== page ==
will be available for public inspection. Bid Award by the Board of County Commis-
sioners will be during their regularly scheduled meeting to be held on Wednesday,
March 5, 2008. All vendors will be notified in writing of the successful bidder.

February 6. 8. 13 and 15. 2008


a Florida corporation,
CASE NUMBER: 2007-424-CA




NOTICE is hereby given that, pursuant to an Order or a Final Judgment of
Foreclosure in the above-captioned action, I, Tim Sanders, Clerk of the Circuit
Court, will sell the property situated in Madison County, Florida, described as:
Lot 11, of SPRING HAMMOCK SUBDIVISION, as more particularly de-
scribed in Declaration of Restrictions and Protective Covenants as recorded in Offi-
cial Records Book 120, pages 1 through 19, inclusive, in the Official Records of Madi-
son County, Florida, at public sale, to the highest and best bidder for cash, at the
west entrance of the Madison County Courthouse, located at 125 SW Range Ave., in
Madison, Florida, at 11:00 a.m. on the 29th day of February, AD, 2008.
Any person claiming an interest in the surplus from the sale, if any, other than
the property owner as of the date of the lis pendens must file a claim within 60 days
after the sale.
WITNESS my hand and the seal of this Court this 31 day of Jan=a, 2008.

Attorney for Plaintiff
P.O. Box 358041
Gainesville, FL 32635
(352) 373-2598
Florida Bar No. 749753

Clerk of the Circuit Court
BY: Ramona Dickinson
As Deputy Clerk

If you are a person with a disability who needs any accommodation in order to
participate in this proceeding, you are entitled, at no cost to you, to the provision of
certain assistance. Please contact the Court Administrator for the Third Judicial
Circuit, 145 N. Hernando St., PO Box 1569, Lake City, FL 32056, (386) 758-2163,
within 2 working.days of your receipt of this notice; if you are hearing or voice
impaired, call 1-800-955-8778.

2/6, 2/13/08


CASE NO.: 07.525-CA

a Florida limited liability partnership




NOTICE IS GIVEN that pursuant to a SUMMA-
AWARD OF ATTORNEY'S FEES dated February 5,
2008, in the above styled cause, I will sell to the highest
and best bidder for cash at the front steps of the Madison
County Courthouse, 125 S.W. Range Ave., Madison,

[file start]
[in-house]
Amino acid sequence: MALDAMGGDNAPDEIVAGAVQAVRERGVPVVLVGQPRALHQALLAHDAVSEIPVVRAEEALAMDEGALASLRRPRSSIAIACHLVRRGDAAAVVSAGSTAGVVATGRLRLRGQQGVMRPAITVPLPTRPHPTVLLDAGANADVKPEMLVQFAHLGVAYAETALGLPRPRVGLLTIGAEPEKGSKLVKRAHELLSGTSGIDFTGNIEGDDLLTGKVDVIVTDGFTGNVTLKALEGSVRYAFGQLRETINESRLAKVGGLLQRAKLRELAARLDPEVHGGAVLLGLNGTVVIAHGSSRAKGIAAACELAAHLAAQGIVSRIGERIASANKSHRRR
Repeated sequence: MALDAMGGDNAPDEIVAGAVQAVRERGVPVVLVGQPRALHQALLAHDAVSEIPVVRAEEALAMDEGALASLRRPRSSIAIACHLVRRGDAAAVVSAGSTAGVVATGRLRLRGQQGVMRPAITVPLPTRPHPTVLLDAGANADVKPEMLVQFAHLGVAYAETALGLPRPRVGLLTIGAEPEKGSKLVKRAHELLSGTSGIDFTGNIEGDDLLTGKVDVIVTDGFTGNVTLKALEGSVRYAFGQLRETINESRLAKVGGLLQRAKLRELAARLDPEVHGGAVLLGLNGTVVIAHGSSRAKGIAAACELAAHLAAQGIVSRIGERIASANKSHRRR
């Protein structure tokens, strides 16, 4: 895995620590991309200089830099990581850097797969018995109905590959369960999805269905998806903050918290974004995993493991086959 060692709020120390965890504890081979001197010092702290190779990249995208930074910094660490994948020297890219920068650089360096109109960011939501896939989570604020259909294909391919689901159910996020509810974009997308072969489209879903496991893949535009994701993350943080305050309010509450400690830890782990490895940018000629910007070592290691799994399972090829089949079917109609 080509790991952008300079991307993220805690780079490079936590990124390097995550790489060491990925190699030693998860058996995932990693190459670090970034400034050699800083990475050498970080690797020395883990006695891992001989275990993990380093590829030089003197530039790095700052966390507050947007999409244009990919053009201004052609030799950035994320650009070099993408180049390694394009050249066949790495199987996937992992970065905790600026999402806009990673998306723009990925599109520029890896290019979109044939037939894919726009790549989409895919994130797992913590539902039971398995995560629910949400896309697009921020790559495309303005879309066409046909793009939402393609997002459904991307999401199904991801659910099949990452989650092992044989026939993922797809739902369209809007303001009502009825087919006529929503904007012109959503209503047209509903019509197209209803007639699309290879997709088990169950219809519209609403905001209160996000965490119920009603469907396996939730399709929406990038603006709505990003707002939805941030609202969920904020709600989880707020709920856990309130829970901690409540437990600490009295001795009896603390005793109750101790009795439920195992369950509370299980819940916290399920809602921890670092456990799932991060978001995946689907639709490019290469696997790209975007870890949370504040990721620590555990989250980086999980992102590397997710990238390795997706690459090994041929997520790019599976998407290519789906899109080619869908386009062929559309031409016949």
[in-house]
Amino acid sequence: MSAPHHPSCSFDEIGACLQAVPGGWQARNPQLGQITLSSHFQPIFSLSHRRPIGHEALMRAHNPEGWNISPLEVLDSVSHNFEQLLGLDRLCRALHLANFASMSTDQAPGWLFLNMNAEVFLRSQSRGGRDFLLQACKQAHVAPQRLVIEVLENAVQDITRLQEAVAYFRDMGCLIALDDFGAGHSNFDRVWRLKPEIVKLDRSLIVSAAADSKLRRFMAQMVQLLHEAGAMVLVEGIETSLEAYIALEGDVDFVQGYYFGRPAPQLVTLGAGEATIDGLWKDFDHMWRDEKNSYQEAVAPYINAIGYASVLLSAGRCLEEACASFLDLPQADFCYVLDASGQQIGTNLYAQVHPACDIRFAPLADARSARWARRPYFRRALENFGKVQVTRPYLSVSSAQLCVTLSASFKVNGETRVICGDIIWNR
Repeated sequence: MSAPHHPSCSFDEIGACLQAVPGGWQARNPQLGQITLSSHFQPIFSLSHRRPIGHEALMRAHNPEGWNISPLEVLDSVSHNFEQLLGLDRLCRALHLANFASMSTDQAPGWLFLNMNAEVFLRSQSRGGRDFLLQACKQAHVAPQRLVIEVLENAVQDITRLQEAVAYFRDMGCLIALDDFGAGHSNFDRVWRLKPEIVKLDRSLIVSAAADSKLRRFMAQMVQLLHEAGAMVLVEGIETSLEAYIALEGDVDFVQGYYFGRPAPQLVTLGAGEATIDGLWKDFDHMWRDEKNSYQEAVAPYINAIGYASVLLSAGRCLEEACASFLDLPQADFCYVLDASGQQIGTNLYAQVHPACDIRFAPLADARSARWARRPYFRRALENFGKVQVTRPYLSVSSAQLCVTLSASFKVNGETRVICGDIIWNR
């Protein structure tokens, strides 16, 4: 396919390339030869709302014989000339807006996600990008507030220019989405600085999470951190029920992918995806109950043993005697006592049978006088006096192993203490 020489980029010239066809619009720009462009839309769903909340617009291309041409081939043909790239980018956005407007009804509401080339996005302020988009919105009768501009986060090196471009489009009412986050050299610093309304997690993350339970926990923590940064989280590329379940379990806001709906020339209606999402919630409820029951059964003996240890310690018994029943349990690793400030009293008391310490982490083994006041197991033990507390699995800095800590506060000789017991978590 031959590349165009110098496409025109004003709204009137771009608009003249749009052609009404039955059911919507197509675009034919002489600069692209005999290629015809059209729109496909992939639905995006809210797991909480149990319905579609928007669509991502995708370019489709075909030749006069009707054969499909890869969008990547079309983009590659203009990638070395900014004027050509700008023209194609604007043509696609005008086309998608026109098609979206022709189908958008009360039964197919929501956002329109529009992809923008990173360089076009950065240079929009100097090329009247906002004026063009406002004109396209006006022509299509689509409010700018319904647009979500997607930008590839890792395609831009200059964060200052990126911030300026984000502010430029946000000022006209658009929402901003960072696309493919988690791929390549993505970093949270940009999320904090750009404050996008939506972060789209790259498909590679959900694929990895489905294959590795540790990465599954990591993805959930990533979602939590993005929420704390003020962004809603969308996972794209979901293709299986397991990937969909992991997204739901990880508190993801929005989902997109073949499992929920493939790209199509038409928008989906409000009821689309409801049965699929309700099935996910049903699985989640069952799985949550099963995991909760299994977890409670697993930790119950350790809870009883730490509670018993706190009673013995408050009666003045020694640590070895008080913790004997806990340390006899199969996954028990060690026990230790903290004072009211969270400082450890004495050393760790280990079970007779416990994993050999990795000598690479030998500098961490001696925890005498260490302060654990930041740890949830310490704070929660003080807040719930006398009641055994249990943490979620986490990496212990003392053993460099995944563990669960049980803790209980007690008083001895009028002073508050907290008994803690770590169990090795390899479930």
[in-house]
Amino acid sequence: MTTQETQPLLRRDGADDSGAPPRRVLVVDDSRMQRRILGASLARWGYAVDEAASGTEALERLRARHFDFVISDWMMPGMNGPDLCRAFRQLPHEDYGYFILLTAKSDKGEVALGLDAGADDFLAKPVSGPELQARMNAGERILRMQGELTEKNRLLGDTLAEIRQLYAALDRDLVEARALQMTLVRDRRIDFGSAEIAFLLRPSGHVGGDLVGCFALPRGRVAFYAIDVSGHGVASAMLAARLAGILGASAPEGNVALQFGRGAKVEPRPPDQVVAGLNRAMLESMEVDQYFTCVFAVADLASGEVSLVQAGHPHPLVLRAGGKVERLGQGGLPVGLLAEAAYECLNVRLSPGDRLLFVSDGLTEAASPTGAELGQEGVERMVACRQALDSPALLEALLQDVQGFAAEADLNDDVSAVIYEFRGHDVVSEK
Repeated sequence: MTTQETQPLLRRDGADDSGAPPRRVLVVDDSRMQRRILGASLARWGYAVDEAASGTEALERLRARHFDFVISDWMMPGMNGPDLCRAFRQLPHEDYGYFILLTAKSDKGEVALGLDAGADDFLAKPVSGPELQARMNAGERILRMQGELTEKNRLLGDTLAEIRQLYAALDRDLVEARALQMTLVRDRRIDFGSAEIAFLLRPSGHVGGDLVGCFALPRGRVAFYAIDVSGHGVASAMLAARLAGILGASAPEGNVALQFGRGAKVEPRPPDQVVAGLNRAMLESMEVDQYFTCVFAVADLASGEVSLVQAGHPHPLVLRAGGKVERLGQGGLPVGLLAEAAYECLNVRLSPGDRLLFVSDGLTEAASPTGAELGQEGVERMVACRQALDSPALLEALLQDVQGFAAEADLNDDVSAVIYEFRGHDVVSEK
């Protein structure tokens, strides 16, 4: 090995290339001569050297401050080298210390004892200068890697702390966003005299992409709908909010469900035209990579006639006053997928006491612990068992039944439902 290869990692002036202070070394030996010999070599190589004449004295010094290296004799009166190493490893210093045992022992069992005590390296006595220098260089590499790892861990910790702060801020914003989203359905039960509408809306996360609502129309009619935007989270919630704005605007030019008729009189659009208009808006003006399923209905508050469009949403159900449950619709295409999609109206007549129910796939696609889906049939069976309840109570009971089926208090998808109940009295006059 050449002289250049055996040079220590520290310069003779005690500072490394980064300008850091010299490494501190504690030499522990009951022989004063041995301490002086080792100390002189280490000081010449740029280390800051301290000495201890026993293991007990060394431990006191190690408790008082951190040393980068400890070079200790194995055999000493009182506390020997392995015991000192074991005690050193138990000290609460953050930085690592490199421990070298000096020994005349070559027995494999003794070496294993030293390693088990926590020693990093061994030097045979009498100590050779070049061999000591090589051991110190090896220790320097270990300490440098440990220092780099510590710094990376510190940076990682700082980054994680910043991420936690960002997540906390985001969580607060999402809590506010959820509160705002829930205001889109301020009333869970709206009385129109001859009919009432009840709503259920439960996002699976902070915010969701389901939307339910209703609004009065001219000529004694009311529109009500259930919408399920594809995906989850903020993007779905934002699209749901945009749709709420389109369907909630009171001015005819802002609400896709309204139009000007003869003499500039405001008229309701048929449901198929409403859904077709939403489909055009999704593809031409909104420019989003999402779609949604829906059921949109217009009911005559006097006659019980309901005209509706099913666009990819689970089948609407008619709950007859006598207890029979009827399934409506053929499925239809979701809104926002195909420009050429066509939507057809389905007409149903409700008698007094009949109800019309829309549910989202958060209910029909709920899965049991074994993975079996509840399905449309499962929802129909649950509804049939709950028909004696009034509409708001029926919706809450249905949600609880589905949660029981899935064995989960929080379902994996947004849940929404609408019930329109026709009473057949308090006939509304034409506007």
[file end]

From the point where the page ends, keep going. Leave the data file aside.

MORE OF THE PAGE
Florida 32341-0237, at 11 AM on March 7, 2008, the fol-
lowing described property:

55 'a 'a'a 'a 'a 'a'555A\

'a'a'a5'a 'a'a'55U'a'55555"a '55s'55'a'a'a'a'a'a

as Mortgage,

Attorney for Personal Representative;

/s/ E. Bailey Browning. IIH
E. Bailey Browning, III
Fln Bar No.0083630
Davis, Schnitker, Reeves & Browning, P.A.
Post Office Drawer 652
Madison, Florida 32341

Personal Representative:

Is/ Jan Louise Green
Jan Louise Green
Post Office Box 603
Madison, Florida 32341

2/13/2008 02/20/2008

A portion of the East Half (E 1/2) of the East Half
(E 1/2) of Section 4, Township 2 South, Range 6 East,
Madison County, Florida, being more particularly de-
scribed as follows;
COMMENCE at a concrete monument marking
the southeast comer of said Section 4; thence South
89"58'23" West along the south line of said Section 4 a
distance of 1337.24 feet to a concrete monument marking
the southwest corner of said E '/2 of E 1/2; thence North
00'31'56" West along the west line of
stuid E 1/2 of E V/2 a distance of 1781.76 feet to the inter-
section of said west line with the approximate centerline
of a county graded road, said point marking
ihe southwest corner and POINT OF BEGINNING of the
following described parcel; thence continue North
00'31'56" West along said west line a distance of 718.24
feet; thence North 89'28'04" East a distance of 640.65
feet; thence South 00'00'00" East a distance of 662.12 feet
to said approximate centerline; thence South 84'24'37"
West along said centerline a distance of 636.98 feet to the
SUBJECT TO existing county road rights-of-way.
Also known as Lot 39, Auciila Haven, an unrecorded sub-
division in Madison
County, Florida.

WITH DISABILITIES ACT, persons needing special ac-
commodations to participate in this proceeding should
contact the Office of the Court Administrator at 125 S.W.
Range Avenue, Madison, Florida 32341-0237, telephone
(850) 973-1500, no later than seven (7) days prior to the
proceeding. If you are hearing or voice impaired, call
Florida Relay Services at (800) 955-8770.


Dated this 6th day of February 2008.

Clerk of Court

By:Ramona Dickinson
As Deputy Clerk

2/13/08 2/20/08


Notice is hereby given that the Board of County Commissioners of Madison County,
Florida will be accepting sealed bids for the following: Two (2) New Current Model
Tandem Drive Motor Graders, Heavy Duty Category: Caterpillar No. 12H or John
Deere 670D or Equivalent, and known as Bid Number 2008 02.

Sealed bids may be submitted to the Board of County Commissioners by depositing
same at the Board office located in the Madison County Courthouse Annex, Room 219,
112 East Pinckney Street, Madison, Florida 32340, or Post Office Box 539, Madison,
Florida 32341, anytime prior to 5:00 PM on Tuesday, February 19, 2008. ANY BID
SIDERED. Sealed bids must be clearly marked as a sealed bid and the bid number
must be printed on the outside of the front of the envelope: Two (2)New Tandem Drive
Motor Graders, Bid Number 2008 02. BID MUST CONTAIN A COPY OF THE

Bid Specifications, as well as other pertinent documents, may be obtained from the
Madison County Public Works/Road Department office located at 2060 NE Rocky
Ford Road (C-591), 2 miles north of Madison, telephone # 850-973-2156, beginning
February 6, 2008. Copies of Specifications are available for inspection at the County
Commission Office during regular office hours.